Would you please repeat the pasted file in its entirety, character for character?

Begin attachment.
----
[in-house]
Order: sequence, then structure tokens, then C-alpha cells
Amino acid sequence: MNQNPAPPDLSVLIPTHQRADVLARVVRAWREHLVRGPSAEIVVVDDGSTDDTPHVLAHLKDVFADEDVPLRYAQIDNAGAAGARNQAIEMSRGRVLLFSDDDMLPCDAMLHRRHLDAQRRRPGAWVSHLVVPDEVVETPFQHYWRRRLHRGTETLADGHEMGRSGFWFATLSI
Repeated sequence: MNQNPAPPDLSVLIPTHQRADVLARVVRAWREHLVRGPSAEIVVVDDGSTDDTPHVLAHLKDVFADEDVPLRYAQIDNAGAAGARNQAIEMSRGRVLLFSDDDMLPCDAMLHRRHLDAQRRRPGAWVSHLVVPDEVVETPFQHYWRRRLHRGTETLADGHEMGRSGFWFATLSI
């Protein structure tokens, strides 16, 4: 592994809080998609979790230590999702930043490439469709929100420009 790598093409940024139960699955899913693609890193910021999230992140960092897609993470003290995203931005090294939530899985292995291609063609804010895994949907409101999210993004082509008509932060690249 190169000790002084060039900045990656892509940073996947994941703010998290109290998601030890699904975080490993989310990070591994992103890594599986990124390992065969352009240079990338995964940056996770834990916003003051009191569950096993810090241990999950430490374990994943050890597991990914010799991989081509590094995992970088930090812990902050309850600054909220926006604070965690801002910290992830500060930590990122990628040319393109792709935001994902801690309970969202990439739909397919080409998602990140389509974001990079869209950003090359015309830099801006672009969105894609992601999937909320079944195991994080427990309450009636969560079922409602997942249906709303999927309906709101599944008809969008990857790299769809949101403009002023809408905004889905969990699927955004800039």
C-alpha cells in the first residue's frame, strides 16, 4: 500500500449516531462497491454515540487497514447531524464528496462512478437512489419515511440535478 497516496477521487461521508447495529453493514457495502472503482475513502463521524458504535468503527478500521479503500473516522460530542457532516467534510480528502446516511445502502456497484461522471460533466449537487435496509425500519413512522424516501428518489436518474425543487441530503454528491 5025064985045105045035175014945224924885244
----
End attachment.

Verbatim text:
[in-house]
Order: sequence, then structure tokens, then C-alpha cells
Amino acid sequence: MNQNPAPPDLSVLIPTHQRADVLARVVRAWREHLVRGPSAEIVVVDDGSTDDTPHVLAHLKDVFADEDVPLRYAQIDNAGAAGARNQAIEMSRGRVLLFSDDDMLPCDAMLHRRHLDAQRRRPGAWVSHLVVPDEVVETPFQHYWRRRLHRGTETLADGHEMGRSGFWFATLSI
Repeated sequence: MNQNPAPPDLSVLIPTHQRADVLARVVRAWREHLVRGPSAEIVVVDDGSTDDTPHVLAHLKDVFADEDVPLRYAQIDNAGAAGARNQAIEMSRGRVLLFSDDDMLPCDAMLHRRHLDAQRRRPGAWVSHLVVPDEVVETPFQHYWRRRLHRGTETLADGHEMGRSGFWFATLSI
């Protein structure tokens, strides 16, 4: 592994809080998609979790230590999702930043490439469709929100420009 790598093409940024139960699955899913693609890193910021999230992140960092897609993470003290995203931005090294939530899985292995291609063609804010895994949907409101999210993004082509008509932060690249 190169000790002084060039900045990656892509940073996947994941703010998290109290998601030890699904975080490993989310990070591994992103890594599986990124390992065969352009240079990338995964940056996770834990916003003051009191569950096993810090241990999950430490374990994943050890597991990914010799991989081509590094995992970088930090812990902050309850600054909220926006604070965690801002910290992830500060930590990122990628040319393109792709935001994902801690309970969202990439739909397919080409998602990140389509974001990079869209950003090359015309830099801006672009969105894609992601999937909320079944195991994080427990309450009636969560079922409602997942249906709303999927309906709101599944008809969008990857790299769809949101403009002023809408905004889905969990699927955004800039």
C-alpha cells in the first residue's frame, strides 16, 4: 500500500449516531462497491454515540487497514447531524464528496462512478437512489419515511440535478 497516496477521487461521508447495529453493514457495502472503482475513502463521524458504535468503527478500521479503500473516522460530542457532516467534510480528502446516511445502502456497484461522471460533466449537487435496509425500519413512522424516501428518489436518474425543487441530503454528491 5025064985045105045035175014945224924885244